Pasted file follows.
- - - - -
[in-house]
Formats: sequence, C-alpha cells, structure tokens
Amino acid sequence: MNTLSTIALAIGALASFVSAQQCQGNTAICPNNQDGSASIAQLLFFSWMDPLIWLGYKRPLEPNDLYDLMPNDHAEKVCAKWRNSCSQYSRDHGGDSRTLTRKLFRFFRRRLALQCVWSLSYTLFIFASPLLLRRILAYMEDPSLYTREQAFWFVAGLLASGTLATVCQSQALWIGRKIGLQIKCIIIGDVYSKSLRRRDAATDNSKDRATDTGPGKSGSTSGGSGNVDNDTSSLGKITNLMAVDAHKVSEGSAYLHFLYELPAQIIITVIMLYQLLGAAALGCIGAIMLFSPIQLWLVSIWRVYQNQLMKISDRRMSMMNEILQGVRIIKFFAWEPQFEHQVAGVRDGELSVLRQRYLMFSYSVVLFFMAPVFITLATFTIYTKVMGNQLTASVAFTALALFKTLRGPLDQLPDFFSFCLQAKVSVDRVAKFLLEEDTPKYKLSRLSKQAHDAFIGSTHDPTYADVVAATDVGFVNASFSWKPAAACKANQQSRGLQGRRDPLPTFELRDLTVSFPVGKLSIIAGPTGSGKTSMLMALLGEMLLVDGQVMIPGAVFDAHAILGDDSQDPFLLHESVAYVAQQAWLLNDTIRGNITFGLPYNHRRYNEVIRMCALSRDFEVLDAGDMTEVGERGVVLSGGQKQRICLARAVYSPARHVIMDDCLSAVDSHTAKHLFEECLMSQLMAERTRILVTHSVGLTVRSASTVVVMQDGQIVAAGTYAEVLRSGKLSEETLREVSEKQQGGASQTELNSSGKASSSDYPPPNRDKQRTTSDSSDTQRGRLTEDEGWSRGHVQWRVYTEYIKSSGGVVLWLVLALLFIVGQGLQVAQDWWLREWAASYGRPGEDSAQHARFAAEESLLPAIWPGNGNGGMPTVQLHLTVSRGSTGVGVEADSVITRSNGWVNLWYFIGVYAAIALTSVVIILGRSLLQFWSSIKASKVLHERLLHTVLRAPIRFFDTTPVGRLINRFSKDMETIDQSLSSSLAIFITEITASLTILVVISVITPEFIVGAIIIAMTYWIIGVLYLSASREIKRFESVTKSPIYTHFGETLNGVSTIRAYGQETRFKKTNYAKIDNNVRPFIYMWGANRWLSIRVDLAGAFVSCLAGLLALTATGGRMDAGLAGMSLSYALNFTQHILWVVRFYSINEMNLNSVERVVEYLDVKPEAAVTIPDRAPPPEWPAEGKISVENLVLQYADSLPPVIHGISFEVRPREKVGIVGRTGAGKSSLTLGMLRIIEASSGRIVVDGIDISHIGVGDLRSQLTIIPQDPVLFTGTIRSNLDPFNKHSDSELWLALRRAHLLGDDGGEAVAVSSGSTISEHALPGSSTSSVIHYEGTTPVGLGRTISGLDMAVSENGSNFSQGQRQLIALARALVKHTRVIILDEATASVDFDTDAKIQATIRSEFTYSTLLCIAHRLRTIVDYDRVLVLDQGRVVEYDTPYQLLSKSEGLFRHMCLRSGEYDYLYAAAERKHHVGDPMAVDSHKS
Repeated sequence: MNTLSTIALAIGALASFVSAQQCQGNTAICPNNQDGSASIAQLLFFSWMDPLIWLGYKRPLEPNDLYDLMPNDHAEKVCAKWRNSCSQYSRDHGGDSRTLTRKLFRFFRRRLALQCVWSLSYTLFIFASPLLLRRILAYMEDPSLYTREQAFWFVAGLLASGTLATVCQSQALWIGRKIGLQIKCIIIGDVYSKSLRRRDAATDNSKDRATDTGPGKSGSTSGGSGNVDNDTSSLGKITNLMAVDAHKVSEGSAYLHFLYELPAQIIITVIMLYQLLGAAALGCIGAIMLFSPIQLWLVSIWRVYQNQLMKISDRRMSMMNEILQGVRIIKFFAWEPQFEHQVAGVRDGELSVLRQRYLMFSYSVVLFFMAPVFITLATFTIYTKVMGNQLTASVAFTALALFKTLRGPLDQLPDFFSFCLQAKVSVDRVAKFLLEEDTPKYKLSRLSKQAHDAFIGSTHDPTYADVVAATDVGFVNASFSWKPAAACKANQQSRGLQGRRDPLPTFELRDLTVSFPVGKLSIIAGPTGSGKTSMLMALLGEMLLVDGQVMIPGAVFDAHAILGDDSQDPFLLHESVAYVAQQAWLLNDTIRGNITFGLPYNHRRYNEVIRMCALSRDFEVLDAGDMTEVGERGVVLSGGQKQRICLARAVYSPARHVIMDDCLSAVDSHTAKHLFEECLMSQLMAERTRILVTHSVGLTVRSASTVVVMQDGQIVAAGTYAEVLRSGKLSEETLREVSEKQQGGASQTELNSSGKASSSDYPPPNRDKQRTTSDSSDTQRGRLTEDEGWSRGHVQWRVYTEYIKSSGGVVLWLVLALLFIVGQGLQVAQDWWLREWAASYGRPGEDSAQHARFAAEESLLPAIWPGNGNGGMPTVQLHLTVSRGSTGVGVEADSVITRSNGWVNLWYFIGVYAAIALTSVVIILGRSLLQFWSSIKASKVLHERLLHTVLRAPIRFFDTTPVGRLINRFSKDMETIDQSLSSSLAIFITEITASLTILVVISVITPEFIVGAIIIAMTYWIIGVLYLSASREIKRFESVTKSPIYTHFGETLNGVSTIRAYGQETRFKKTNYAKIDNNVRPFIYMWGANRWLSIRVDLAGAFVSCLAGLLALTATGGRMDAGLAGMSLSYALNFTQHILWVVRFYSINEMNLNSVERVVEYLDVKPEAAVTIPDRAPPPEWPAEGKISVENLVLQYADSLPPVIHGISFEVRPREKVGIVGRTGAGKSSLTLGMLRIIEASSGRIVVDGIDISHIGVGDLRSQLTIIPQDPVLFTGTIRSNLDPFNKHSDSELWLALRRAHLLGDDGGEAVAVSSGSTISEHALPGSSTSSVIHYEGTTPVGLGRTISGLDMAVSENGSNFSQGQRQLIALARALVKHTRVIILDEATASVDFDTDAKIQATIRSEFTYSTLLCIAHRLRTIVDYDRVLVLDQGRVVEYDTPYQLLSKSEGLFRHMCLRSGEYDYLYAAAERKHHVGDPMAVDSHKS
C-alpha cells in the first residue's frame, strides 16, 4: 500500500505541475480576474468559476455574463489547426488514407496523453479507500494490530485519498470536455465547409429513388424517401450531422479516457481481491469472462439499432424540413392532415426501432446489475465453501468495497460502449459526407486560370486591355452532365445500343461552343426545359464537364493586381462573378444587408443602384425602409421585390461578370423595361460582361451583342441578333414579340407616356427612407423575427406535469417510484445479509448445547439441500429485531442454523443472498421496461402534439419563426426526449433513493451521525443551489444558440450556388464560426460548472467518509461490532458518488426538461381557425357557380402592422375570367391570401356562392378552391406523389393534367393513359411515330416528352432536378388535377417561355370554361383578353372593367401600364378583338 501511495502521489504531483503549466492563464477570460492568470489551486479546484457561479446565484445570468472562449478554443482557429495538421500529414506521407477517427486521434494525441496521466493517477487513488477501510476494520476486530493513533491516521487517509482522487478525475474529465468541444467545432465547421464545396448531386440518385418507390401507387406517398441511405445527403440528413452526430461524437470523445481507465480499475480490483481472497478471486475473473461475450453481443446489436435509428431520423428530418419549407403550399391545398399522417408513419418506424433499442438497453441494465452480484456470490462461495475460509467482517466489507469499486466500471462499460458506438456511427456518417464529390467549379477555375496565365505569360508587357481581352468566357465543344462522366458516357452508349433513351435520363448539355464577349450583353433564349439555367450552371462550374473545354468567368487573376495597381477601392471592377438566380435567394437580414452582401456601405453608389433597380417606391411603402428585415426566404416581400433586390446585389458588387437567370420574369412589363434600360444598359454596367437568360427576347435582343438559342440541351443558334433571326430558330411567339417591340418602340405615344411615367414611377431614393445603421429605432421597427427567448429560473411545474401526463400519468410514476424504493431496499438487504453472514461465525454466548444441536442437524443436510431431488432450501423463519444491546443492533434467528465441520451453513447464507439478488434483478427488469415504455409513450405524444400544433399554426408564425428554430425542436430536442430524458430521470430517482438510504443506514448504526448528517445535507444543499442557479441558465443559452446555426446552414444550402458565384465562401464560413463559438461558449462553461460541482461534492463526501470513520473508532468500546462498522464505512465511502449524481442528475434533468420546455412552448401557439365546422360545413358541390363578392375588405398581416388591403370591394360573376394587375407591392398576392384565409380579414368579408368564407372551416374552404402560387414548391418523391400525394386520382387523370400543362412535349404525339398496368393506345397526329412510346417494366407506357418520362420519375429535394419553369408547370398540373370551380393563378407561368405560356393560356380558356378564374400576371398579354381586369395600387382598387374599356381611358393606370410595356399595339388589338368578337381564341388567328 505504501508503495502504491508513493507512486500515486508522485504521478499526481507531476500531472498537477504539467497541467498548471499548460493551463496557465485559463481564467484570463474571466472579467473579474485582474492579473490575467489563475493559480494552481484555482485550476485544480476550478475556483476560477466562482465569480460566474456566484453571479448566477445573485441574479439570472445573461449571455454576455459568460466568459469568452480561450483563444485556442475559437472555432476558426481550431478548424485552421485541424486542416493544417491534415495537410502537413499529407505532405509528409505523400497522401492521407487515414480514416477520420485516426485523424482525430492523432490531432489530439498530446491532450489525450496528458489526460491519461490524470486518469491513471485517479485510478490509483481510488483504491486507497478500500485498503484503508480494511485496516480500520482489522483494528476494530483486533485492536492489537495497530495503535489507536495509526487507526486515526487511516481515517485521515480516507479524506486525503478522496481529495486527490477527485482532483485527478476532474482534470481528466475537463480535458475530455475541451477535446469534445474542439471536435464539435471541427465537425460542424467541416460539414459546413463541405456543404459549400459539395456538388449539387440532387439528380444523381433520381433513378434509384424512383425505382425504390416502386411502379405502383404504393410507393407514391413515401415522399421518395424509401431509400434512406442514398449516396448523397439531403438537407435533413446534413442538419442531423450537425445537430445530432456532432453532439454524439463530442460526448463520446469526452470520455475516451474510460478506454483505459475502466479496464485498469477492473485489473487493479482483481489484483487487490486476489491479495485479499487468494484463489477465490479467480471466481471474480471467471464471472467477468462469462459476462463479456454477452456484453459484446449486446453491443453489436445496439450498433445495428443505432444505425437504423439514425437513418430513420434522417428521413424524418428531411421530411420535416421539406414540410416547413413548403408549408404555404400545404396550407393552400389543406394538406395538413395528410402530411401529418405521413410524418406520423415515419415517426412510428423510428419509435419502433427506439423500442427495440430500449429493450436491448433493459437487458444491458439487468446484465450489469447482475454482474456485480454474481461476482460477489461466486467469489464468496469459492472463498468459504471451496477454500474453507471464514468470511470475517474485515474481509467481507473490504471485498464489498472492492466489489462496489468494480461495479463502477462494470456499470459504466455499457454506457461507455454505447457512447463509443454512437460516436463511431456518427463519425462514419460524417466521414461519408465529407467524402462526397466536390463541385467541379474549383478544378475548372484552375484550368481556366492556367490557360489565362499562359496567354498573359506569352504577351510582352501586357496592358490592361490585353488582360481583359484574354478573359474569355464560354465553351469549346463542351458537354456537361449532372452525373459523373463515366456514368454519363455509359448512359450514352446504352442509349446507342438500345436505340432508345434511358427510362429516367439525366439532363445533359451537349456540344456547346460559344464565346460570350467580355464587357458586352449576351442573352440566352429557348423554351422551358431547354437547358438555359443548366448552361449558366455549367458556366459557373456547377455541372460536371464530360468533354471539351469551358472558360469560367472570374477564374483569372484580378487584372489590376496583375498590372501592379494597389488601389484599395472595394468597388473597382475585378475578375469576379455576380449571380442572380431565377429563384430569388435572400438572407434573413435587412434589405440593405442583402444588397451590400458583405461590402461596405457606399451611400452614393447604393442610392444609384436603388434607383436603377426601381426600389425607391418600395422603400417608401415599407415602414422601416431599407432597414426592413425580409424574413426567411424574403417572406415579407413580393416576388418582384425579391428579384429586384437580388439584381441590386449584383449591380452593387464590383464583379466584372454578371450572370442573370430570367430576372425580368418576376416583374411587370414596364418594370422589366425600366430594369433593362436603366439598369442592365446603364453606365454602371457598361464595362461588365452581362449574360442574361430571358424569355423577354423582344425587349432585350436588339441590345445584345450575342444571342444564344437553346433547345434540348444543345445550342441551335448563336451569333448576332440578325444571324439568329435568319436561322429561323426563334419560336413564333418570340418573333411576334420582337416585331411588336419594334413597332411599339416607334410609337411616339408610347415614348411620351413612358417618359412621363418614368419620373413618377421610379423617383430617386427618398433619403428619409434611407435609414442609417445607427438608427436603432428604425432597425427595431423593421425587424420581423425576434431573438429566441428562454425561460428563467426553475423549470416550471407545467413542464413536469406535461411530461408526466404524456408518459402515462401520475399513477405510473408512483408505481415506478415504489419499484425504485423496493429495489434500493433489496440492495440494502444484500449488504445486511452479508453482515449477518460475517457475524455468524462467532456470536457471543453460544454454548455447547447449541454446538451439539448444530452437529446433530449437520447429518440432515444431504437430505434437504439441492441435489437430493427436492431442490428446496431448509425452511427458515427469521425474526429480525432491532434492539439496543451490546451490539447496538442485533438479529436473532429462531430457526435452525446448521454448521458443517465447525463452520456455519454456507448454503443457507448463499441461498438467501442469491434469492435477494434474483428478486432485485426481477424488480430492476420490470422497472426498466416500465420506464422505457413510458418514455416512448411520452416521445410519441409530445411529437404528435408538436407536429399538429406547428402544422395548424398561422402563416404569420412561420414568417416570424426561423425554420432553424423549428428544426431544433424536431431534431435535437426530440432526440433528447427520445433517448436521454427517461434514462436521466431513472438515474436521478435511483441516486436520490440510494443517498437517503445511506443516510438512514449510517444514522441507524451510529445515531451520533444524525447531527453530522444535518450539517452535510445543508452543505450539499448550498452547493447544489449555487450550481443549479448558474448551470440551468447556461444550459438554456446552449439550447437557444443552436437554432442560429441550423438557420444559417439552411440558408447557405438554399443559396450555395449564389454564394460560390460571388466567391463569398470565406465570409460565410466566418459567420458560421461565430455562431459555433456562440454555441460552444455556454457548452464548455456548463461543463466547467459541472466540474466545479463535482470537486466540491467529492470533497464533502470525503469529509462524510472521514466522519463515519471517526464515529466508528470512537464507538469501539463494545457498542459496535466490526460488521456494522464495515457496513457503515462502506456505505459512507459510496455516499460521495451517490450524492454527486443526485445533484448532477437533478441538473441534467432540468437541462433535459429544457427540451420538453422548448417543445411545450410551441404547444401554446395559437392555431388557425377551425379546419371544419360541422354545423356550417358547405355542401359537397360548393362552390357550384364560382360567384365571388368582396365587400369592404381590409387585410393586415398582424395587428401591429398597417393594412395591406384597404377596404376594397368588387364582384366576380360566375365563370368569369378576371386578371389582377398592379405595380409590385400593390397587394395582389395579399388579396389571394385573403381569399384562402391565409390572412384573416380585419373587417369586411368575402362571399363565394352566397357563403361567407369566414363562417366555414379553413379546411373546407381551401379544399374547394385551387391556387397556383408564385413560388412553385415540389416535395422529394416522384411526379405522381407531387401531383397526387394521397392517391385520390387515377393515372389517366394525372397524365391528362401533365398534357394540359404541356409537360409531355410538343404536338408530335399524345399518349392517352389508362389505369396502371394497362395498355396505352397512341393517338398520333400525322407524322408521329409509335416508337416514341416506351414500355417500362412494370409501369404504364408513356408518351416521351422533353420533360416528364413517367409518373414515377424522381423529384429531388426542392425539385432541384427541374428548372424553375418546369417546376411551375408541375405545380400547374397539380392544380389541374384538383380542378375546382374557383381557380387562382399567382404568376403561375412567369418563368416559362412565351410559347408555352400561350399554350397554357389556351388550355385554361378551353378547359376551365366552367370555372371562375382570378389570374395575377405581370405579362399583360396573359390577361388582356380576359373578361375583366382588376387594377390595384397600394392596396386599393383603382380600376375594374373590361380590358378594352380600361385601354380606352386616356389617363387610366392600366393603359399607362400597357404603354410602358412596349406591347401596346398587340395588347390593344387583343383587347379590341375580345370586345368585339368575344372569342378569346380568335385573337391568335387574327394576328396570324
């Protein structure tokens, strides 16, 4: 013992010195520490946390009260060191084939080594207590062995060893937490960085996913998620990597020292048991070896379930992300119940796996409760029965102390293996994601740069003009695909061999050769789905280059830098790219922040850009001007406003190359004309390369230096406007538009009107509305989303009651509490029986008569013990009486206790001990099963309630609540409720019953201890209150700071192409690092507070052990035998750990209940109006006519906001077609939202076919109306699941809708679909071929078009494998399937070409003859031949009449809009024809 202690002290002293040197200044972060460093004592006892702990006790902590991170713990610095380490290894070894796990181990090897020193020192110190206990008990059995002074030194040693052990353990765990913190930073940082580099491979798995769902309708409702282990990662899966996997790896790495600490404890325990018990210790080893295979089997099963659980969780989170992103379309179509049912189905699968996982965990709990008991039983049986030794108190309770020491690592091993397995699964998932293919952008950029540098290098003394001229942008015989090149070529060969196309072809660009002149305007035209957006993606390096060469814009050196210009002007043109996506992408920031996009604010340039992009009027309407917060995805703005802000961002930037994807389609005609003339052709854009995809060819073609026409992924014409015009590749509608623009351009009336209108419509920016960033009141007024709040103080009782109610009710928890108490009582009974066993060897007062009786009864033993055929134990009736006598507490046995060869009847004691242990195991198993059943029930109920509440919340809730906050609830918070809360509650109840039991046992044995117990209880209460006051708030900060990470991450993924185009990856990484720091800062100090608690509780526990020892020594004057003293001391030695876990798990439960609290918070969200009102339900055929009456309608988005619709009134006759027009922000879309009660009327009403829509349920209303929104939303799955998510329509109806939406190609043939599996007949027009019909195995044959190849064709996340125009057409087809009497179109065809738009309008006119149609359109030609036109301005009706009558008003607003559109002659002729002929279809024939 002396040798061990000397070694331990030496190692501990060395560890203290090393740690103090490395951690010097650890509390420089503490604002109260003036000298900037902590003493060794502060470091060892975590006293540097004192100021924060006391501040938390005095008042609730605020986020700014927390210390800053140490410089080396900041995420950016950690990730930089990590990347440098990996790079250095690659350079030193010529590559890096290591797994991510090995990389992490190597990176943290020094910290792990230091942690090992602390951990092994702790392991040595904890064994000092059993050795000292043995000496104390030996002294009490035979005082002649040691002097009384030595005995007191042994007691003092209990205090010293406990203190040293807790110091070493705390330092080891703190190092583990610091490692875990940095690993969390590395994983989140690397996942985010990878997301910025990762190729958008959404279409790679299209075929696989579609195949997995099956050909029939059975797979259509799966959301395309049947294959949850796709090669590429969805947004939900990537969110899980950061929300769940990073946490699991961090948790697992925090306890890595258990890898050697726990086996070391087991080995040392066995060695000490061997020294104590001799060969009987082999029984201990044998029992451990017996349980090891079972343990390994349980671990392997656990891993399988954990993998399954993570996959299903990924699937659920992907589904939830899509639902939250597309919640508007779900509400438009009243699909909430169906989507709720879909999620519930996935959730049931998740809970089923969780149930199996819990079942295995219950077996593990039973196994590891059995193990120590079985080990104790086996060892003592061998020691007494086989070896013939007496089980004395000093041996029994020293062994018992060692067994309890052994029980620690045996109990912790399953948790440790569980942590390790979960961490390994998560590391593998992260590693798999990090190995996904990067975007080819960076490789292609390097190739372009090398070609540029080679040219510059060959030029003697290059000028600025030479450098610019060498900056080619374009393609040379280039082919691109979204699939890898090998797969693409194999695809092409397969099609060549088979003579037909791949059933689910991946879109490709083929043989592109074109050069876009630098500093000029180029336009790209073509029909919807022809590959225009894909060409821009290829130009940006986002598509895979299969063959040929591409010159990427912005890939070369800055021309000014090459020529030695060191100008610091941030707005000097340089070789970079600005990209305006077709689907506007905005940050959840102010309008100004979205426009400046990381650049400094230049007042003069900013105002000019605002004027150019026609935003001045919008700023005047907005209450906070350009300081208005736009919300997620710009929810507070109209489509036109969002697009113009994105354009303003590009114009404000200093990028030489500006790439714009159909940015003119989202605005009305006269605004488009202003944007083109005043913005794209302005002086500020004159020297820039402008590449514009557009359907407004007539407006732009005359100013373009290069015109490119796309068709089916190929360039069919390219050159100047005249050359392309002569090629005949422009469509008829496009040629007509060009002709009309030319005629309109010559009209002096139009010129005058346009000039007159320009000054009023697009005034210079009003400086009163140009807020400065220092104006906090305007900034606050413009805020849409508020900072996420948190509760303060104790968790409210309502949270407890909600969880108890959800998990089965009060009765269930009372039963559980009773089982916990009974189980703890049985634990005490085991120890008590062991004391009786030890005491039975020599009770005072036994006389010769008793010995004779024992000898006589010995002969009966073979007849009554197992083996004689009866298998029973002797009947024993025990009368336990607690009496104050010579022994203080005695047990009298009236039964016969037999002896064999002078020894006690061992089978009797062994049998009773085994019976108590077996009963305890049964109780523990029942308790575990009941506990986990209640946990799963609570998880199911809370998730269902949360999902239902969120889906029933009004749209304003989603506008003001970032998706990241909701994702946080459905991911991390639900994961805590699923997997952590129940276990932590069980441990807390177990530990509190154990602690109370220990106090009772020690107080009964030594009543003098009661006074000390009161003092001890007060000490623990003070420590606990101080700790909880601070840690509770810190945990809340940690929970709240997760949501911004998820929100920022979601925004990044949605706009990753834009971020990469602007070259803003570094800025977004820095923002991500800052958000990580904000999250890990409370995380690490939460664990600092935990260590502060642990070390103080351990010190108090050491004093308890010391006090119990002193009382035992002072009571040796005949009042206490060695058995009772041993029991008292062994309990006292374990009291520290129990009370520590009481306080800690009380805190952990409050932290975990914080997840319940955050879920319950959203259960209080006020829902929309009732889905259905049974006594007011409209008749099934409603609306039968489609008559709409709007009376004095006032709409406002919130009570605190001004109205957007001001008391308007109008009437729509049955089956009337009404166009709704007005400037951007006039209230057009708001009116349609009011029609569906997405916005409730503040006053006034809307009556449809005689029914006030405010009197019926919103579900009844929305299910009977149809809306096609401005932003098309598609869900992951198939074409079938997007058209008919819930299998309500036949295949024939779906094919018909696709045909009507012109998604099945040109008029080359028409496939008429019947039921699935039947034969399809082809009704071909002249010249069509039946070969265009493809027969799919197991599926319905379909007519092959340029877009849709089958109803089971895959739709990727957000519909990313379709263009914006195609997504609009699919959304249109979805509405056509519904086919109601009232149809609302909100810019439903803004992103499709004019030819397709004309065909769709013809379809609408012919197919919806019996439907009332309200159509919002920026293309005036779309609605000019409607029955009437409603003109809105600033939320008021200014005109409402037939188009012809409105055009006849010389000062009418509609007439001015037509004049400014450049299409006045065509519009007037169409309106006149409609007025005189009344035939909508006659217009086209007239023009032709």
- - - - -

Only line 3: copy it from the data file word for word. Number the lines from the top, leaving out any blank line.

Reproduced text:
Amino acid sequence: MNTLSTIALAIGALASFVSAQQCQGNTAICPNNQDGSASIAQLLFFSWMDPLIWLGYKRPLEPNDLYDLMPNDHAEKVCAKWRNSCSQYSRDHGGDSRTLTRKLFRFFRRRLALQCVWSLSYTLFIFASPLLLRRILAYMEDPSLYTREQAFWFVAGLLASGTLATVCQSQALWIGRKIGLQIKCIIIGDVYSKSLRRRDAATDNSKDRATDTGPGKSGSTSGGSGNVDNDTSSLGKITNLMAVDAHKVSEGSAYLHFLYELPAQIIITVIMLYQLLGAAALGCIGAIMLFSPIQLWLVSIWRVYQNQLMKISDRRMSMMNEILQGVRIIKFFAWEPQFEHQVAGVRDGELSVLRQRYLMFSYSVVLFFMAPVFITLATFTIYTKVMGNQLTASVAFTALALFKTLRGPLDQLPDFFSFCLQAKVSVDRVAKFLLEEDTPKYKLSRLSKQAHDAFIGSTHDPTYADVVAATDVGFVNASFSWKPAAACKANQQSRGLQGRRDPLPTFELRDLTVSFPVGKLSIIAGPTGSGKTSMLMALLGEMLLVDGQVMIPGAVFDAHAILGDDSQDPFLLHESVAYVAQQAWLLNDTIRGNITFGLPYNHRRYNEVIRMCALSRDFEVLDAGDMTEVGERGVVLSGGQKQRICLARAVYSPARHVIMDDCLSAVDSHTAKHLFEECLMSQLMAERTRILVTHSVGLTVRSASTVVVMQDGQIVAAGTYAEVLRSGKLSEETLREVSEKQQGGASQTELNSSGKASSSDYPPPNRDKQRTTSDSSDTQRGRLTEDEGWSRGHVQWRVYTEYIKSSGGVVLWLVLALLFIVGQGLQVAQDWWLREWAASYGRPGEDSAQHARFAAEESLLPAIWPGNGNGGMPTVQLHLTVSRGSTGVGVEADSVITRSNGWVNLWYFIGVYAAIALTSVVIILGRSLLQFWSSIKASKVLHERLLHTVLRAPIRFFDTTPVGRLINRFSKDMETIDQSLSSSLAIFITEITASLTILVVISVITPEFIVGAIIIAMTYWIIGVLYLSASREIKRFESVTKSPIYTHFGETLNGVSTIRAYGQETRFKKTNYAKIDNNVRPFIYMWGANRWLSIRVDLAGAFVSCLAGLLALTATGGRMDAGLAGMSLSYALNFTQHILWVVRFYSINEMNLNSVERVVEYLDVKPEAAVTIPDRAPPPEWPAEGKISVENLVLQYADSLPPVIHGISFEVRPREKVGIVGRTGAGKSSLTLGMLRIIEASSGRIVVDGIDISHIGVGDLRSQLTIIPQDPVLFTGTIRSNLDPFNKHSDSELWLALRRAHLLGDDGGEAVAVSSGSTISEHALPGSSTSSVIHYEGTTPVGLGRTISGLDMAVSENGSNFSQGQRQLIALARALVKHTRVIILDEATASVDFDTDAKIQATIRSEFTYSTLLCIAHRLRTIVDYDRVLVLDQGRVVEYDTPYQLLSKSEGLFRHMCLRSGEYDYLYAAAERKHHVGDPMAVDSHKS